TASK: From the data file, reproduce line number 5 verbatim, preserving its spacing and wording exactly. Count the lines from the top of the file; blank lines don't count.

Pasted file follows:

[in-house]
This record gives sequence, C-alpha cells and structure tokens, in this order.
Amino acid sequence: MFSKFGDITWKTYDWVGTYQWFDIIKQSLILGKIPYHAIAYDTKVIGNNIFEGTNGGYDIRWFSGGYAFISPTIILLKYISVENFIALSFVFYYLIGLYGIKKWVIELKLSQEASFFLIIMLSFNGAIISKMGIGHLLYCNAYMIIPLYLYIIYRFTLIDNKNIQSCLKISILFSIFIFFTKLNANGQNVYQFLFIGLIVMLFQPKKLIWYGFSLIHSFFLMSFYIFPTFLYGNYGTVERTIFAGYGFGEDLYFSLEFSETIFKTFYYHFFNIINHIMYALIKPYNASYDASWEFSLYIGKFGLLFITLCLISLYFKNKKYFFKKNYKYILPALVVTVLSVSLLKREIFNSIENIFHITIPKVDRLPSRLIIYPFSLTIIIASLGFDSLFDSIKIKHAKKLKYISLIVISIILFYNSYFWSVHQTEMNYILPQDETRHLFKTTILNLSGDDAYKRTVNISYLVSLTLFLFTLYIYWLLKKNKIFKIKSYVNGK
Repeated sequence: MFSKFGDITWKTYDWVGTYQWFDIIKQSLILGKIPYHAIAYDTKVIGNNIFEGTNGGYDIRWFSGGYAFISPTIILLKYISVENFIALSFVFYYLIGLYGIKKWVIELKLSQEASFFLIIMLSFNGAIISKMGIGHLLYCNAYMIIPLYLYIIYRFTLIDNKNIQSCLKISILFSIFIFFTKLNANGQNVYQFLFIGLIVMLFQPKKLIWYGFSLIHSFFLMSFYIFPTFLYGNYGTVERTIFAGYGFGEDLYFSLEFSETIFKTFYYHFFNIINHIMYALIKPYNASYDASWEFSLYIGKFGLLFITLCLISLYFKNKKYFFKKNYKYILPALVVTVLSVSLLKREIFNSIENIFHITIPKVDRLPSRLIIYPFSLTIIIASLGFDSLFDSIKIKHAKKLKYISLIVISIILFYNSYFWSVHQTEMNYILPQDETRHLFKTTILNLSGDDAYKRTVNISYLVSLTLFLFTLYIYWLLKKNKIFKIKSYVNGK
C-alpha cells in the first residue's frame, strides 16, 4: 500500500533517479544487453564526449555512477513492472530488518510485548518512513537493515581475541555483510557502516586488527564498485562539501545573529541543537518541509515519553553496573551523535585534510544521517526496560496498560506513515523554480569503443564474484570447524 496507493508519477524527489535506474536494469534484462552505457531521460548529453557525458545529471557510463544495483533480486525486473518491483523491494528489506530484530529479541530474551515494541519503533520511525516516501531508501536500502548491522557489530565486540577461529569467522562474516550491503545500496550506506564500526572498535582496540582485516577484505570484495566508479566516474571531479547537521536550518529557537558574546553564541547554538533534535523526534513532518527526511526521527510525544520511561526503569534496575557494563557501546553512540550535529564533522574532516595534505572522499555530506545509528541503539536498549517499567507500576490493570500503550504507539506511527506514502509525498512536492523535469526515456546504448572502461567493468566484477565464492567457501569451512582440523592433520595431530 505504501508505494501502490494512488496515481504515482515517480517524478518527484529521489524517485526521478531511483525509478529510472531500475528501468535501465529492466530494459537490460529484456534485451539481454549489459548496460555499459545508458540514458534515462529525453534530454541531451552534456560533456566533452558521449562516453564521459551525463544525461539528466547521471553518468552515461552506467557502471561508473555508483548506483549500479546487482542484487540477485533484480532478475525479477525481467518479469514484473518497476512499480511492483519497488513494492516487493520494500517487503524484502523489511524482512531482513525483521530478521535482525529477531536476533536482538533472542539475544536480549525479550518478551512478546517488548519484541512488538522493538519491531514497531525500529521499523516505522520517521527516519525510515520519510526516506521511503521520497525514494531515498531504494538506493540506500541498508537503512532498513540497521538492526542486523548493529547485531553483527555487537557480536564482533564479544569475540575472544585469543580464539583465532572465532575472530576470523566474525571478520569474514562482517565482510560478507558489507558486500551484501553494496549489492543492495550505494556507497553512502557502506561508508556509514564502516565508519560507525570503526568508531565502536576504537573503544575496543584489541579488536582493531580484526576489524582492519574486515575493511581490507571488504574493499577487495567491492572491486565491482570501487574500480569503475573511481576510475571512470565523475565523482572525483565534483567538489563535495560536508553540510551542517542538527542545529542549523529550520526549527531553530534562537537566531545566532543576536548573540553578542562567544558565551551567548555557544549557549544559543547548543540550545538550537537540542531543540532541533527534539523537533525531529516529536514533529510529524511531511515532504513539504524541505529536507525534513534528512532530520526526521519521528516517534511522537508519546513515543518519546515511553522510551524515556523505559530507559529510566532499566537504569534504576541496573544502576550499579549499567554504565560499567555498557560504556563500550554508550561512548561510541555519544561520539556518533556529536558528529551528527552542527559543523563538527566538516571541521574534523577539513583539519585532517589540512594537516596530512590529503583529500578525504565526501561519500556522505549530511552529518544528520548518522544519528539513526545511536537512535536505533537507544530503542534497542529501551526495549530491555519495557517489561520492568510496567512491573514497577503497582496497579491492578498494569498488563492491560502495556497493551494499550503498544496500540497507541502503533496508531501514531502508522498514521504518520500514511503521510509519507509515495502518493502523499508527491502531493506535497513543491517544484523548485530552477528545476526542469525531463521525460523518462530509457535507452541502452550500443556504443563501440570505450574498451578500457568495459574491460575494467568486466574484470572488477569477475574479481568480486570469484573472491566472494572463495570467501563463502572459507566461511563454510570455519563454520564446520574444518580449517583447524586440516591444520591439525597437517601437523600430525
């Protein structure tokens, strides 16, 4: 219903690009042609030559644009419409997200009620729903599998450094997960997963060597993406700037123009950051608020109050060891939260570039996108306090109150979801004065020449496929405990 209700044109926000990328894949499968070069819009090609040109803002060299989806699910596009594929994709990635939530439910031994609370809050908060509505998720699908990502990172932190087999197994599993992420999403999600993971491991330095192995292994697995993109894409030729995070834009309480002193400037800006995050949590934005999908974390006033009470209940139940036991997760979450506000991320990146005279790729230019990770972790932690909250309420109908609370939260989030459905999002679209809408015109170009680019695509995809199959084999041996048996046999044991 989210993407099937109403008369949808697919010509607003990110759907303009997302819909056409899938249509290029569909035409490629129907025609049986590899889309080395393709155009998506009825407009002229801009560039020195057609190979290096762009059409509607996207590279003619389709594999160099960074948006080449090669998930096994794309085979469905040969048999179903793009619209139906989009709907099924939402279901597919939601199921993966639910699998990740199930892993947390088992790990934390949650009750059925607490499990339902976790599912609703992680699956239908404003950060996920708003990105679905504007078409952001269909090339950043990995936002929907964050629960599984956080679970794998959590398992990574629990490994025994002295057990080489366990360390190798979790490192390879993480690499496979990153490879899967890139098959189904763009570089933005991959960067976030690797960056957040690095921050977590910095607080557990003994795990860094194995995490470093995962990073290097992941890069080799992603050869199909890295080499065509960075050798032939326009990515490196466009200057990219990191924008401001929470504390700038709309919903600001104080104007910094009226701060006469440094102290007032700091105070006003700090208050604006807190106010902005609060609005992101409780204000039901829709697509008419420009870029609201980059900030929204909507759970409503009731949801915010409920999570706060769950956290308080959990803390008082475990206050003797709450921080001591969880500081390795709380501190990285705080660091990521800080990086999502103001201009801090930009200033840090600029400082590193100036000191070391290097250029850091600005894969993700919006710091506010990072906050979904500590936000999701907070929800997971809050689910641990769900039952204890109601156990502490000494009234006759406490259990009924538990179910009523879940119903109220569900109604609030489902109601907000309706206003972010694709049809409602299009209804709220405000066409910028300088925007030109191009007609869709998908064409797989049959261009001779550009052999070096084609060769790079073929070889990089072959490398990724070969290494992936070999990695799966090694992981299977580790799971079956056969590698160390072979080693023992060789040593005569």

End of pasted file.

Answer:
C-alpha cells in the first residue's frame, strides 16, 4: 500500500533517479544487453564526449555512477513492472530488518510485548518512513537493515581475541555483510557502516586488527564498485562539501545573529541543537518541509515519553553496573551523535585534510544521517526496560496498560506513515523554480569503443564474484570447524 496507493508519477524527489535506474536494469534484462552505457531521460548529453557525458545529471557510463544495483533480486525486473518491483523491494528489506530484530529479541530474551515494541519503533520511525516516501531508501536500502548491522557489530565486540577461529569467522562474516550491503545500496550506506564500526572498535582496540582485516577484505570484495566508479566516474571531479547537521536550518529557537558574546553564541547554538533534535523526534513532518527526511526521527510525544520511561526503569534496575557494563557501546553512540550535529564533522574532516595534505572522499555530506545509528541503539536498549517499567507500576490493570500503550504507539506511527506514502509525498512536492523535469526515456546504448572502461567493468566484477565464492567457501569451512582440523592433520595431530 505504501508505494501502490494512488496515481504515482515517480517524478518527484529521489524517485526521478531511483525509478529510472531500475528501468535501465529492466530494459537490460529484456534485451539481454549489459548496460555499459545508458540514458534515462529525453534530454541531451552534456560533456566533452558521449562516453564521459551525463544525461539528466547521471553518468552515461552506467557502471561508473555508483548506483549500479546487482542484487540477485533484480532478475525479477525481467518479469514484473518497476512499480511492483519497488513494492516487493520494500517487503524484502523489511524482512531482513525483521530478521535482525529477531536476533536482538533472542539475544536480549525479550518478551512478546517488548519484541512488538522493538519491531514497531525500529521499523516505522520517521527516519525510515520519510526516506521511503521520497525514494531515498531504494538506493540506500541498508537503512532498513540497521538492526542486523548493529547485531553483527555487537557480536564482533564479544569475540575472544585469543580464539583465532572465532575472530576470523566474525571478520569474514562482517565482510560478507558489507558486500551484501553494496549489492543492495550505494556507497553512502557502506561508508556509514564502516565508519560507525570503526568508531565502536576504537573503544575496543584489541579488536582493531580484526576489524582492519574486515575493511581490507571488504574493499577487495567491492572491486565491482570501487574500480569503475573511481576510475571512470565523475565523482572525483565534483567538489563535495560536508553540510551542517542538527542545529542549523529550520526549527531553530534562537537566531545566532543576536548573540553578542562567544558565551551567548555557544549557549544559543547548543540550545538550537537540542531543540532541533527534539523537533525531529516529536514533529510529524511531511515532504513539504524541505529536507525534513534528512532530520526526521519521528516517534511522537508519546513515543518519546515511553522510551524515556523505559530507559529510566532499566537504569534504576541496573544502576550499579549499567554504565560499567555498557560504556563500550554508550561512548561510541555519544561520539556518533556529536558528529551528527552542527559543523563538527566538516571541521574534523577539513583539519585532517589540512594537516596530512590529503583529500578525504565526501561519500556522505549530511552529518544528520548518522544519528539513526545511536537512535536505533537507544530503542534497542529501551526495549530491555519495557517489561520492568510496567512491573514497577503497582496497579491492578498494569498488563492491560502495556497493551494499550503498544496500540497507541502503533496508531501514531502508522498514521504518520500514511503521510509519507509515495502518493502523499508527491502531493506535497513543491517544484523548485530552477528545476526542469525531463521525460523518462530509457535507452541502452550500443556504443563501440570505450574498451578500457568495459574491460575494467568486466574484470572488477569477475574479481568480486570469484573472491566472494572463495570467501563463502572459507566461511563454510570455519563454520564446520574444518580449517583447524586440516591444520591439525597437517601437523600430525